Letter from the editor continued........

......Boswell continues, "Had he lived to read what Sir John Hawkins and Mrs. Piozzi have related concerning himself, how much would he have found his observation illustrated" (Life, 3: 229). Of course, Piozzi was more intimate with Johnson in many ways than Boswell, and Hawkins knew him longer. All three biographers had immediate experience with Johnson that it would be perilous to ignore. But, if even these contemporaries are prone to falsehood, what shall we say of present-day biographers?

Adam Gopnik's biographical essay on Johnson in The New Yorker (8 December 2008), which draws on the new books by Peter Martin and Jeffrey Meyer (as well as Hester, the new biography of Mrs. Thrale), is a case in point of the sort of thing that Johnson was always remarking. Meyer twice tells the famous story of Johnson and Osborne. The prolific biographer says, "Johnson once knocked down the bookseller Thomas Osborne with a folio volume (a duodecimo would not do), then put his foot on his neck and told him not to rise, threatening to compound the well-earned punishment by kicking him down the stairs" (p. 82). He tells the story again later, adding, "Osborne was eventually permitted to get up, and Johnson, always pressed for money, somehow made peace with his employer" (pp. 146-7). Readers of the News Letter know, thanks to O M Brack's article in the last number, that the story of the event which took place in 1738, circulated in London for nearly forty years before it was first written down in The London Packet, as a parallel to a similar story about Goldsmith. The story was embellished by Tyers and Cooke, two of Johnson's earliest biographers. Both Thrale and Boswell asked Johnson for his account of the event, and both got the simple answer that Osborne was "impertinent" or "insolent," and Johnson beat him. No folio; no speech; no threats of further violence; no foot on the neck. To Cooke's, Tyers's, and Meyer's accounts Gopnik adds his own embellishment of this story of Johnson: "A monster of a man, with a huge and powerful frame, and a blunt bulldog head set above it, he could pick up warring street dogs and toss them aside like kittens [he gets this stuff from Meyer], and once beat an insolent publisher senseless with a folio volume." No one before registered a knock out for Johnson. If only Gopnik subscribed to the News Letter! He would then have known that Johnson told Thrale, "I beat the fellow, & that was all; but the world so hated poor Osborne; that they have never done multiplying the blows, and increasing the weight of them" (Thraliana, 1: 195).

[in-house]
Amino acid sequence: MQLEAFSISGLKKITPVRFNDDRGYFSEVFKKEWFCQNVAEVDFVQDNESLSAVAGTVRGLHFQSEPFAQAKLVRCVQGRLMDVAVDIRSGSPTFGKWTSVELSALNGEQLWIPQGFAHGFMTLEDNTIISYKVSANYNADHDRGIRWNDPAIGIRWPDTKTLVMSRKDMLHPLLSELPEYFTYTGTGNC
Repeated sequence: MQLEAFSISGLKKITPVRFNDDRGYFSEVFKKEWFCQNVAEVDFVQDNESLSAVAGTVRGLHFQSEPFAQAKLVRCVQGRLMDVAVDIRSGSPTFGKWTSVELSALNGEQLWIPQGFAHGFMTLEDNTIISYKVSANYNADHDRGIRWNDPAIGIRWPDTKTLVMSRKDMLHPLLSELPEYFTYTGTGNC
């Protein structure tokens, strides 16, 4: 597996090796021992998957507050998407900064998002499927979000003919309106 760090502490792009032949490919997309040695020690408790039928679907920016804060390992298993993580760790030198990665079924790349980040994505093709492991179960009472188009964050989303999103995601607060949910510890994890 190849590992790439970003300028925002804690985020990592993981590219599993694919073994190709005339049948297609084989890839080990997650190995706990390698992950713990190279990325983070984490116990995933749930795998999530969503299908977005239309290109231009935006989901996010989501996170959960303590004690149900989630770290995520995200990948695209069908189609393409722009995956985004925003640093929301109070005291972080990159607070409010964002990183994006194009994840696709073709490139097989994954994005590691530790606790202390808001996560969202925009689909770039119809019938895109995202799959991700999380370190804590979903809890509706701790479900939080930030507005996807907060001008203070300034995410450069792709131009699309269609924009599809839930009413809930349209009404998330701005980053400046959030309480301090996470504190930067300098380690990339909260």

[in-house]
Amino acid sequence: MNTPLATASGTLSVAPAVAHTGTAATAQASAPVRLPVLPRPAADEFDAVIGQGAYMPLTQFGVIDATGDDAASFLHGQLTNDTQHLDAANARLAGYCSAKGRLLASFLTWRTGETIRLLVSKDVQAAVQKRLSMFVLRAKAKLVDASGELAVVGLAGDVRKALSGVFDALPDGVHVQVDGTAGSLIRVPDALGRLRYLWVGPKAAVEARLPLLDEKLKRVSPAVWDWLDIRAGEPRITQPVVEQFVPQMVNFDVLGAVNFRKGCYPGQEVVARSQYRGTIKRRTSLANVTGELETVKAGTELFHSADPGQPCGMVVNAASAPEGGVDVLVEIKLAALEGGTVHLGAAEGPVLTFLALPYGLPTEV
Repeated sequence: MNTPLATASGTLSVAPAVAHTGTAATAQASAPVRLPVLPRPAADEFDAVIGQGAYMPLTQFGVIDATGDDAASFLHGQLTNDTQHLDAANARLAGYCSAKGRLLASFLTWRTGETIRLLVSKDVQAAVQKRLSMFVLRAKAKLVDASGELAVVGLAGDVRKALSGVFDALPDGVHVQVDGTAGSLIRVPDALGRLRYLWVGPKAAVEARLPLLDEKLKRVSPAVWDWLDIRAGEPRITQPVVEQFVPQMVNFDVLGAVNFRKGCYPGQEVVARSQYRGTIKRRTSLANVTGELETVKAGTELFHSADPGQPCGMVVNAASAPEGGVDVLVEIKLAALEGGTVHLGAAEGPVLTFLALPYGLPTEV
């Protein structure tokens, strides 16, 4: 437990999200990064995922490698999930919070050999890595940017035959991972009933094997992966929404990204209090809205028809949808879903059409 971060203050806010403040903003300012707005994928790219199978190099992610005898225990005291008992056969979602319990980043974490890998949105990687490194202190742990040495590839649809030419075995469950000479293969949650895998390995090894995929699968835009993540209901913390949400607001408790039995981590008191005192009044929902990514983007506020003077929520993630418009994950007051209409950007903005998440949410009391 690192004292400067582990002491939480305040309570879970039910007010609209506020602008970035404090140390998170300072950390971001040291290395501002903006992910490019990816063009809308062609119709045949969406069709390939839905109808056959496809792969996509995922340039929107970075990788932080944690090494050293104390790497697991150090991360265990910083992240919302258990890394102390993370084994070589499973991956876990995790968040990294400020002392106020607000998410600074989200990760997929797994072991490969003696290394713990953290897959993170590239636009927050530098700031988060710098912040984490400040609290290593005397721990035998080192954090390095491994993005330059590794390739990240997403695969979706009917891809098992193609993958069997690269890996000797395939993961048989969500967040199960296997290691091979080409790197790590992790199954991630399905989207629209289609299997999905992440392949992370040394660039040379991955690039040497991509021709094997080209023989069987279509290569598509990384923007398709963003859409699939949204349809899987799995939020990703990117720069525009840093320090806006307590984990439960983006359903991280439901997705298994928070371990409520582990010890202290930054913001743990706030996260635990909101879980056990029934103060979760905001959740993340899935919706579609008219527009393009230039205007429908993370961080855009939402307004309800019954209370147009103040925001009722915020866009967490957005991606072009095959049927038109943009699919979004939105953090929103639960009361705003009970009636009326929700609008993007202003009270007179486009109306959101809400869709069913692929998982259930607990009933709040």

I'm assuming, of course, that if Meyer and Gopnik had known better, they would have forborne the propagation of these falsehoods, but perhaps that's an open question. Meyer, at least, has read Thraliana and presumably knew the passage in which Johnson deflates the myth of his battle with Osborne. He might also have suspected that the story sounds mythic and had a life of its own, divorced from any historical reality. A similar story was later told of Goldsmith, and earlier of Poggio, a combative humanist of the early fifteenth century. Therefore, it seems to me, these writers were led to accept a fiction because they could not resist its temptation, and because of this-and in this-both writers are very unlike Johnson. Boswell says, "I never knew any person who upon hearing an extraordinary circumstance told, discovered more of the incredulus odi [whatever I disbelieve I hate]. He would say with a significant look and decisive tone, 'It is not so. Do not tell this again.' He inculcated upon all his friends the importance of perpetual vigilance against the slightest degrees of falsehood; the effect of which, as Sir Joshua observed to me, has been, that all who were of his school are distinguished for a love of truth and accuracy, which they would not have possessed in the same degree, if they had not been acquainted with Johnson" (Life, 3: 229-30). Readers of this News Letter, I hope, are proud to be of the school of Johnson, and reject falsehood wherever they discover it.

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